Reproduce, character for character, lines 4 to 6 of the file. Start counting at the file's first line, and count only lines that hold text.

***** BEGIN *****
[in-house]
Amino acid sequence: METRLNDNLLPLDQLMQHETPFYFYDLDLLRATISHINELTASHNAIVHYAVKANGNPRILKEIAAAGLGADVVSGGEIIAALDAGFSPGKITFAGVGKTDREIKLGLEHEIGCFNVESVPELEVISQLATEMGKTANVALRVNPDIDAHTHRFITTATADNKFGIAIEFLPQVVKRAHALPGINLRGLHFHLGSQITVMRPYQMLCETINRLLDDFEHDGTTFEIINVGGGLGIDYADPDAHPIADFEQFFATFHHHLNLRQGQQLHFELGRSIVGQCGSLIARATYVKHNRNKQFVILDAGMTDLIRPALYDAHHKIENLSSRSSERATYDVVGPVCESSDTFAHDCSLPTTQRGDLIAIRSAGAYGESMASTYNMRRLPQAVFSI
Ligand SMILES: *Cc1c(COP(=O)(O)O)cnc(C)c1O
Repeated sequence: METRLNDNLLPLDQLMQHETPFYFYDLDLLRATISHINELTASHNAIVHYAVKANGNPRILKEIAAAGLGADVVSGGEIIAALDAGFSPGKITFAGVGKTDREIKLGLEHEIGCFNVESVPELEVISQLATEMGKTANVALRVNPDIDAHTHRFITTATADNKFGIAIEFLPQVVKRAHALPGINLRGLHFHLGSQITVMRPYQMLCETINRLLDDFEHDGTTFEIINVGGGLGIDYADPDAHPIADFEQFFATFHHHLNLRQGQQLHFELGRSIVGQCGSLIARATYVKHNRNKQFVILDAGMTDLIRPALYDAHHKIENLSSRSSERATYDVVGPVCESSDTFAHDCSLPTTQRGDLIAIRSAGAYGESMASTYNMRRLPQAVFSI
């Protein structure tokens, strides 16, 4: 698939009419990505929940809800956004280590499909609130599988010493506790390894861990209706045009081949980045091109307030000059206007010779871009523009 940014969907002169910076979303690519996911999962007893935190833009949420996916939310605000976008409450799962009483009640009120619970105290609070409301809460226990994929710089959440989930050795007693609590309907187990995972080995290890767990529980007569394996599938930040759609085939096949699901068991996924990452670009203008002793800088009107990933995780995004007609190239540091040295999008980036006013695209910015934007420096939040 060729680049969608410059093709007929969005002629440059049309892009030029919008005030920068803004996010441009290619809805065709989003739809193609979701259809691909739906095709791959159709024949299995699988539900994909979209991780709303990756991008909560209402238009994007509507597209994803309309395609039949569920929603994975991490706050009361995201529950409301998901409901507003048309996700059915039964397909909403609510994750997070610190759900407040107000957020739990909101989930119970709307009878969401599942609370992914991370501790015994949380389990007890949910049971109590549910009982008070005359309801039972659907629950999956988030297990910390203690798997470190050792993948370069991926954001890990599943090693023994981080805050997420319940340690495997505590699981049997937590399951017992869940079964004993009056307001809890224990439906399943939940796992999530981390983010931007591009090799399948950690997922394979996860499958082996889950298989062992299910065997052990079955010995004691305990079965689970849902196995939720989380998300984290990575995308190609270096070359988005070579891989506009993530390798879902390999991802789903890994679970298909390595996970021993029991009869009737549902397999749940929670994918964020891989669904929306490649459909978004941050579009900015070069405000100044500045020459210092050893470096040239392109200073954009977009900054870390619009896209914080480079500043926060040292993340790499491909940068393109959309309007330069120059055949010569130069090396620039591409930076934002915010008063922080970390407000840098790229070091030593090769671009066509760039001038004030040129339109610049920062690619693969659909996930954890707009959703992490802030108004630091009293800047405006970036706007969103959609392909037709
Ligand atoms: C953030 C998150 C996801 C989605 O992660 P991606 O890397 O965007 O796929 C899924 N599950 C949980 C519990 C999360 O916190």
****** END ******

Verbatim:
Repeated sequence: METRLNDNLLPLDQLMQHETPFYFYDLDLLRATISHINELTASHNAIVHYAVKANGNPRILKEIAAAGLGADVVSGGEIIAALDAGFSPGKITFAGVGKTDREIKLGLEHEIGCFNVESVPELEVISQLATEMGKTANVALRVNPDIDAHTHRFITTATADNKFGIAIEFLPQVVKRAHALPGINLRGLHFHLGSQITVMRPYQMLCETINRLLDDFEHDGTTFEIINVGGGLGIDYADPDAHPIADFEQFFATFHHHLNLRQGQQLHFELGRSIVGQCGSLIARATYVKHNRNKQFVILDAGMTDLIRPALYDAHHKIENLSSRSSERATYDVVGPVCESSDTFAHDCSLPTTQRGDLIAIRSAGAYGESMASTYNMRRLPQAVFSI
């Protein structure tokens, strides 16, 4: 698939009419990505929940809800956004280590499909609130599988010493506790390894861990209706045009081949980045091109307030000059206007010779871009523009 940014969907002169910076979303690519996911999962007893935190833009949420996916939310605000976008409450799962009483009640009120619970105290609070409301809460226990994929710089959440989930050795007693609590309907187990995972080995290890767990529980007569394996599938930040759609085939096949699901068991996924990452670009203008002793800088009107990933995780995004007609190239540091040295999008980036006013695209910015934007420096939040 060729680049969608410059093709007929969005002629440059049309892009030029919008005030920068803004996010441009290619809805065709989003739809193609979701259809691909739906095709791959159709024949299995699988539900994909979209991780709303990756991008909560209402238009994007509507597209994803309309395609039949569920929603994975991490706050009361995201529950409301998901409901507003048309996700059915039964397909909403609510994750997070610190759900407040107000957020739990909101989930119970709307009878969401599942609370992914991370501790015994949380389990007890949910049971109590549910009982008070005359309801039972659907629950999956988030297990910390203690798997470190050792993948370069991926954001890990599943090693023994981080805050997420319940340690495997505590699981049997937590399951017992869940079964004993009056307001809890224990439906399943939940796992999530981390983010931007591009090799399948950690997922394979996860499958082996889950298989062992299910065997052990079955010995004691305990079965689970849902196995939720989380998300984290990575995308190609270096070359988005070579891989506009993530390798879902390999991802789903890994679970298909390595996970021993029991009869009737549902397999749940929670994918964020891989669904929306490649459909978004941050579009900015070069405000100044500045020459210092050893470096040239392109200073954009977009900054870390619009896209914080480079500043926060040292993340790499491909940068393109959309309007330069120059055949010569130069090396620039591409930076934002915010008063922080970390407000840098790229070091030593090769671009066509760039001038004030040129339109610049920062690619693969659909996930954890707009959703992490802030108004630091009293800047405006970036706007969103959609392909037709
Ligand atoms: C953030 C998150 C996801 C989605 O992660 P991606 O890397 O965007 O796929 C899924 N599950 C949980 C519990 C999360 O916190």